Ok, I shall end our book here and we shall look at Wessex in a separate post… because I am quite sure you are now as exhausted as I am!

 

 

 

 

 

 

 

 

 

 

 

 

 

 

 

 

 

 

 

 

Vikings Warrior’s fate is sacrifice

 

 

The title for this week’s chapter of our tale was labeled as Warrior’s Fate. I would suggest that sacrifice much better describes the events. Sacrifice in so many layers and on so many levels.  From the sacrifice that a dying warrior makes to save his companions, from obvious religious ritual sacrifices, from unintended and pointless sacrifices, to strategic sacrifices made in compromise… to other less apparent or deeper layers of sacrifice.

Sacrifice is the offering of food, objects or the lives of animals to a higher purpose, in particular divine beings, as an act of propitiation or worship. While sacrifice often implies ritual killing, the term offering (Latin oblatio) can be used for bloodless sacrifices of cereal food or artifacts. For offerings of liquids (beverages) by pouring, the term libation is used.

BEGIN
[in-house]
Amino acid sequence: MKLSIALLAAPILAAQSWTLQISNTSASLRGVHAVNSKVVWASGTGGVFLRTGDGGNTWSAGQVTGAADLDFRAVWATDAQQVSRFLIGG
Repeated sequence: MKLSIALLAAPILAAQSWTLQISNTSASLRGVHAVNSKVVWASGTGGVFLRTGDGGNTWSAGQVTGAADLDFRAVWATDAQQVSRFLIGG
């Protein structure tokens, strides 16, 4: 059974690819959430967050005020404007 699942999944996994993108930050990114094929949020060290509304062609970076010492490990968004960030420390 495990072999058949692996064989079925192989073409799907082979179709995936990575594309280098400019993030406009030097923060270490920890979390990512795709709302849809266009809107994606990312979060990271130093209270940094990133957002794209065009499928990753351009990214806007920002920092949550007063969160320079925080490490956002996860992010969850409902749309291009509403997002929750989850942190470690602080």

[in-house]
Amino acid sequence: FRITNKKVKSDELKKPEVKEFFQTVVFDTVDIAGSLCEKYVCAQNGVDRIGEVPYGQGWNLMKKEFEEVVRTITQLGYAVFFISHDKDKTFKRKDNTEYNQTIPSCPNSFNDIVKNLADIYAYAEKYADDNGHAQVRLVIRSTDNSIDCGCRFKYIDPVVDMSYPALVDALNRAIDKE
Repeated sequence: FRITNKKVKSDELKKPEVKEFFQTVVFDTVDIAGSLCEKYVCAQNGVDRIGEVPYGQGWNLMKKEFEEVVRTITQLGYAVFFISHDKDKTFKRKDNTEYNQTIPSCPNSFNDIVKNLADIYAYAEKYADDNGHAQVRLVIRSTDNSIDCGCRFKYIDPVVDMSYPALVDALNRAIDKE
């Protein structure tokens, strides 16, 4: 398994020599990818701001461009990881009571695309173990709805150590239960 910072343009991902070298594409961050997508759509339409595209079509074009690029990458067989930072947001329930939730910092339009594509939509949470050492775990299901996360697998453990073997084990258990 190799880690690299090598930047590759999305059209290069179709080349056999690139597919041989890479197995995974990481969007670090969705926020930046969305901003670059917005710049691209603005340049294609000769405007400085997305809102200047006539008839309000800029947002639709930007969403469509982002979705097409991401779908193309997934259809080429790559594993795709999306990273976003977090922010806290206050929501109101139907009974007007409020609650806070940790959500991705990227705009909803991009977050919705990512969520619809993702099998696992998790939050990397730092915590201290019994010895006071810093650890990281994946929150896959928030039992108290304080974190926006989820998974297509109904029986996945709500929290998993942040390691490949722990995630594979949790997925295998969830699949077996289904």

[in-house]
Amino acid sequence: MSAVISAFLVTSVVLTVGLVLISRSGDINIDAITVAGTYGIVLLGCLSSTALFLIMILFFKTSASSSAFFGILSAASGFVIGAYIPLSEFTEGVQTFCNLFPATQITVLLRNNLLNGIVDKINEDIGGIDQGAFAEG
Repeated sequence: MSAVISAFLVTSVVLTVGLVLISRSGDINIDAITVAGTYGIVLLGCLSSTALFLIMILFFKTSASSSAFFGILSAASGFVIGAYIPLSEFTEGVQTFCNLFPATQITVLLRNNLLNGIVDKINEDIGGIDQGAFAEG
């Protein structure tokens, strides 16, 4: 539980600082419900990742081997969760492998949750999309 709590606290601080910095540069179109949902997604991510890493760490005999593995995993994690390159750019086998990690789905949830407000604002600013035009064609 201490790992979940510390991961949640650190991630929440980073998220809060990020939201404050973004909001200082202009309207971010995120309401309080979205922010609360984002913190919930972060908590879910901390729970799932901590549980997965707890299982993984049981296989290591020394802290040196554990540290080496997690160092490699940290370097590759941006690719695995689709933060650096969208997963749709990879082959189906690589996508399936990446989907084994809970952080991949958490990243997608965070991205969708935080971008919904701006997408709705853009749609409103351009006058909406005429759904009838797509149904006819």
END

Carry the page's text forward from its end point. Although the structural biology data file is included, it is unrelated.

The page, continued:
The Latin term came to be used of the Christian eucharist in particular, sometimes named a “bloodless sacrifice” to distinguish it from blood sacrifices. In individual pre-Christian ethnic religions, terms translated as “sacrifice” include the Indic yajna, the Greek thusia, the Germanic blōtan, the Semitic qorban/qurban, etc.

The term is also used metaphorically to describe selfless good deeds for others or a short term loss in return for a greater power gain, such as in a game of chess. Recently it has also come into use as meaning ‘doing without something’ or ‘giving something up’ (see also self-sacrifice).